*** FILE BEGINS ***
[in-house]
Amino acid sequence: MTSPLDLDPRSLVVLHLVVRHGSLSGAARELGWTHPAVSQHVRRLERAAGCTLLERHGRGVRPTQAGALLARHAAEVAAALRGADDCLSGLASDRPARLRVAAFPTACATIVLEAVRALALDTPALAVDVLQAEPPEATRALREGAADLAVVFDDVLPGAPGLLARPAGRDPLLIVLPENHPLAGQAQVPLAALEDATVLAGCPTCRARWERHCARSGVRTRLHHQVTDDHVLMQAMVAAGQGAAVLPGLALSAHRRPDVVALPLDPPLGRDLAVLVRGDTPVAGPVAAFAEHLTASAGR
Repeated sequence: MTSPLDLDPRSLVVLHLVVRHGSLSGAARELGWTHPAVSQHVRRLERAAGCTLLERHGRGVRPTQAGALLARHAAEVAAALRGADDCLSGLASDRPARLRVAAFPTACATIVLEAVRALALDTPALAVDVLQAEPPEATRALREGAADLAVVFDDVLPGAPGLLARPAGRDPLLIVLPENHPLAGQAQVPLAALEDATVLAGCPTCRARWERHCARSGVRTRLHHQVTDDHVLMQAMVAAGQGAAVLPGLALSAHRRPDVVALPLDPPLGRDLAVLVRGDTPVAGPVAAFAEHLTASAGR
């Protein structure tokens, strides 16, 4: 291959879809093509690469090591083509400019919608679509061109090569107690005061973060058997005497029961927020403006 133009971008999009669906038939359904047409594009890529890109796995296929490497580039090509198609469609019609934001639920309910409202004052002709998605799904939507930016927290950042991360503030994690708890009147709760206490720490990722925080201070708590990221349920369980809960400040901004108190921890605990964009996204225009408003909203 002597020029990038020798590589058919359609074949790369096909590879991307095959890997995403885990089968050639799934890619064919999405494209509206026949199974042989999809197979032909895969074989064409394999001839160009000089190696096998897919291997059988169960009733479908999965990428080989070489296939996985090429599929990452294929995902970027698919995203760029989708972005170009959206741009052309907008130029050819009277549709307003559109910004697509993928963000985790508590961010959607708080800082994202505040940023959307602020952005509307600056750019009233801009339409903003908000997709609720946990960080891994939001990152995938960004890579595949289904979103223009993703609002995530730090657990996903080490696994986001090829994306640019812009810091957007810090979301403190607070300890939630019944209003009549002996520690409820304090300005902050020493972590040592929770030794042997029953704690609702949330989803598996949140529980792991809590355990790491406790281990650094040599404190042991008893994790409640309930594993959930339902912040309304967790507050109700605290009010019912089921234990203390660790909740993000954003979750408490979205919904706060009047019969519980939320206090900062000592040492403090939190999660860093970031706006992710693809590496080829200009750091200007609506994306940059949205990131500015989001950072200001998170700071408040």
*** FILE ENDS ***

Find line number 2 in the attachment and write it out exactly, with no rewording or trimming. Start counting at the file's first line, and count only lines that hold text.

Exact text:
Amino acid sequence: MTSPLDLDPRSLVVLHLVVRHGSLSGAARELGWTHPAVSQHVRRLERAAGCTLLERHGRGVRPTQAGALLARHAAEVAAALRGADDCLSGLASDRPARLRVAAFPTACATIVLEAVRALALDTPALAVDVLQAEPPEATRALREGAADLAVVFDDVLPGAPGLLARPAGRDPLLIVLPENHPLAGQAQVPLAALEDATVLAGCPTCRARWERHCARSGVRTRLHHQVTDDHVLMQAMVAAGQGAAVLPGLALSAHRRPDVVALPLDPPLGRDLAVLVRGDTPVAGPVAAFAEHLTASAGR